Tuesday, January 1, 2008

Selling the city and spreading The Word

For someone who enjoys wandering aimlessly, with or without a camera, Changwon is a great place to get lost in. Actually, as the city centre is relatively small, with wide streets, plenty of parks and open plazas, getting lost is quite a challenge. With the uniform style of architecture and ubiquitous illuminated signs, the streets can feel a little repetitive, but there are always quirky little details to act as markers, and every side street seems to feature something worth investigating.

As the official website suggests, Changwon is heavily branded, with the official slogan pasted everywhere, the mascots popping up in unexpected places and even paving slabs bearing the city's logo. All this may seem like marketing overkill, but as with the website, there's something quite charming about the style in which it's done, and it does help give the city a sense of individuality. Plus, it helped give me a nice header for this blog, so it can't be all bad, right?

Another striking thing about Changwon is the incredible cleanliness of the streets. This is partly to do with the armies of ladies and gents employed to pick up litter and sort through it all, but does also, I think, suggest a real sense of responsibility in the city's people. I've yet to notice a single person drop rubbish in Changwon, which is incredibly refreshing for someone used to the less enlightened attitudes of many UK city dwellers.

Maybe it would be overstating it to call this civic pride, and it the lack of littering may just be a Korean characteristic (if so, long may it continue to be), but there is something about Changwon that does seem very caring. The people aren't necessarily
effusively friendly, but there does seem to be real a sense of reserved consideration, in the general manner of most people, the style of dress and the relative peace of the city. This, along with the relatively quiet streets and relaxed pace of life makes the city feel like a comforting place to be.

This seems to contradict what I'd been warned - that some Koreans, especially of the older generations can be a little abrupt, even slightly hostile to westerners. I've not seen much evidence of this so far, but as with the population of any city, certain characteristics can make Changwon residents seem a little impolite en mass. Actions like like holding a door open for someone don't seem to elicit much response, for example, but that's probably down to cultural difference as much as a lack of manners. Plus, many people are understandably a little shy about speaking English, seem to treat it more of a game than a means to real communication, or are simply uninterested (which is also entirely understandable, of course).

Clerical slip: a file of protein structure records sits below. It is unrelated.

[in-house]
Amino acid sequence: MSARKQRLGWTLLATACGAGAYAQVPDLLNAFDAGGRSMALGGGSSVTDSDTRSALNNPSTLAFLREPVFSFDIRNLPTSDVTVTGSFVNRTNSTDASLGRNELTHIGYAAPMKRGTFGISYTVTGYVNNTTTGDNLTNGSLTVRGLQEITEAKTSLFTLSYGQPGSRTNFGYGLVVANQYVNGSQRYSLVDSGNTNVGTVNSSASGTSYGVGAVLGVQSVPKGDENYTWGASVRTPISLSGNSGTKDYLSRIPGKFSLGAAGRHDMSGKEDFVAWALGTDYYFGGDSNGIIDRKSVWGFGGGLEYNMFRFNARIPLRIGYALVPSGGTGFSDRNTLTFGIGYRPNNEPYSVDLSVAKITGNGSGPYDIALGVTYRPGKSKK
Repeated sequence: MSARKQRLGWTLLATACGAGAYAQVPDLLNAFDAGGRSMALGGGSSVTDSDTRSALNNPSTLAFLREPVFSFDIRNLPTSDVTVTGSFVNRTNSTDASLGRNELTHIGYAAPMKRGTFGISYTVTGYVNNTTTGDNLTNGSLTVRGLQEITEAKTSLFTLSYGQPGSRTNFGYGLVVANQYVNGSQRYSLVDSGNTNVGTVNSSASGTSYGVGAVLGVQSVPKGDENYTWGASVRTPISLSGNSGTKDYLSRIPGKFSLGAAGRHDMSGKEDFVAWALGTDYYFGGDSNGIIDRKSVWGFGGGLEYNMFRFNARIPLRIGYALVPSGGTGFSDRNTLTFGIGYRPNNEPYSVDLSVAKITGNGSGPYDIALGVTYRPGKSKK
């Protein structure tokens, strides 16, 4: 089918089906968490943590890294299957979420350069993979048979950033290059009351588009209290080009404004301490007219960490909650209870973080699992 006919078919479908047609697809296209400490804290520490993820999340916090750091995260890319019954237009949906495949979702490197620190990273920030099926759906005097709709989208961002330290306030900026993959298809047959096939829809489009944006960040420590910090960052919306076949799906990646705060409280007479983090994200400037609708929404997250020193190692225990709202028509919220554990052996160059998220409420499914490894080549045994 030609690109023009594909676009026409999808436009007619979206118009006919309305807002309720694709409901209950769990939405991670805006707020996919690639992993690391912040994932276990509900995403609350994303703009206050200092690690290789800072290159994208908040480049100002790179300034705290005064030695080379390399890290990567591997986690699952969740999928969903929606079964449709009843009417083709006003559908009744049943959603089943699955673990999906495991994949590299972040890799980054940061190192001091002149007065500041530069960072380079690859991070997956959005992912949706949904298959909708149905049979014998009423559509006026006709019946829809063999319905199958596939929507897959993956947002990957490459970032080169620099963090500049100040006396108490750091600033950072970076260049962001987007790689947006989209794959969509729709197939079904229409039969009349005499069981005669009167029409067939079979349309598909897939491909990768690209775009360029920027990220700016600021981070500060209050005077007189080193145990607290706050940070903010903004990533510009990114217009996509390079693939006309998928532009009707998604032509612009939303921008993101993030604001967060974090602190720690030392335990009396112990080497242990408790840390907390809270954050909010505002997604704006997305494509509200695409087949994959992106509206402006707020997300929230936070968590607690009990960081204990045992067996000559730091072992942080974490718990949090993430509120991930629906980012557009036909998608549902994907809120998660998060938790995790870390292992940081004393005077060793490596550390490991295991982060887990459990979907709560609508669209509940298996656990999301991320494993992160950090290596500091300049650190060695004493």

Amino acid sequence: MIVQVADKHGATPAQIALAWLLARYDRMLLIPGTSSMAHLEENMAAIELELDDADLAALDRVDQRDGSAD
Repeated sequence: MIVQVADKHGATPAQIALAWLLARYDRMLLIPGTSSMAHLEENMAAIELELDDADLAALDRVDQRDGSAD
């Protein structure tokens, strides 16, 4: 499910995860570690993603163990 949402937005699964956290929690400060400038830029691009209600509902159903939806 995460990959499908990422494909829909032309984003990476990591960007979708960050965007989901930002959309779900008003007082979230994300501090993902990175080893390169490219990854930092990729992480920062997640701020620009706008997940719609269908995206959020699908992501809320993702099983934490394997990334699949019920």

It is widely accepted that Koreans are incredibly proud of their country, and are determined to make sure that visitors see the best possible side of it, even that that means bending the truth. While I've certainly seen nothing to contradict this so far, I wouldn't want to generalise about Korean people after a few weeks (give me a couple of months...). I can say that almost everyone I've met so far has gone out of their way to help me out, especially the teachers at my academy, but many others, too.

Sitting in a park trying to seal some envelopes, I was approached by a very friendly Korean businessman, who tried to help me find the end of my role of tape. He gave up eventually, and I managed to find the end. We chatted for a while, but I think he felt a little guilty for not being able to help, so his heart wasn't in it, and he politely wandered off.

After a day of teaching I came home one night to find a huge bag of satsumas outside my front door, with a note in Korean attached. In the academy the next day, I found out that they were a gift from my next door neighbour, and were grown on his home island. I asked the other teachers if I should try to write back in Korean, but they assured me that a note in English would be fine - I left a few words in my best handwriting and a box of kiwi fruit (I couldn't find anything from England in E-Mart). We haven't met yet, so hopefully he wasn't too offended by my return gift, especially as his satsumas are delicious, and I'm running out fast.

By far the friendliest people I've come across so far are the young Korean Jehovah's Witnesses who spend their weekends hanging out in supermarkets, just waiting to make new western friends. After four encounters I think I've now got the full selection of 'philosophical' magazines that they're currently handing out (including 'Violence Against Women - What is the Bible's View?'), but have managed to keep my address to myself, and so far don't feel my heathen lack of belief weakening. I should probably be a little concerned, though, as along with the city council, Christians could well be the most persistent marketeers in town.

Photo album:

1 comment:

Andrew said...

Hold firm, young man. We heathens have marketing skills too, you know.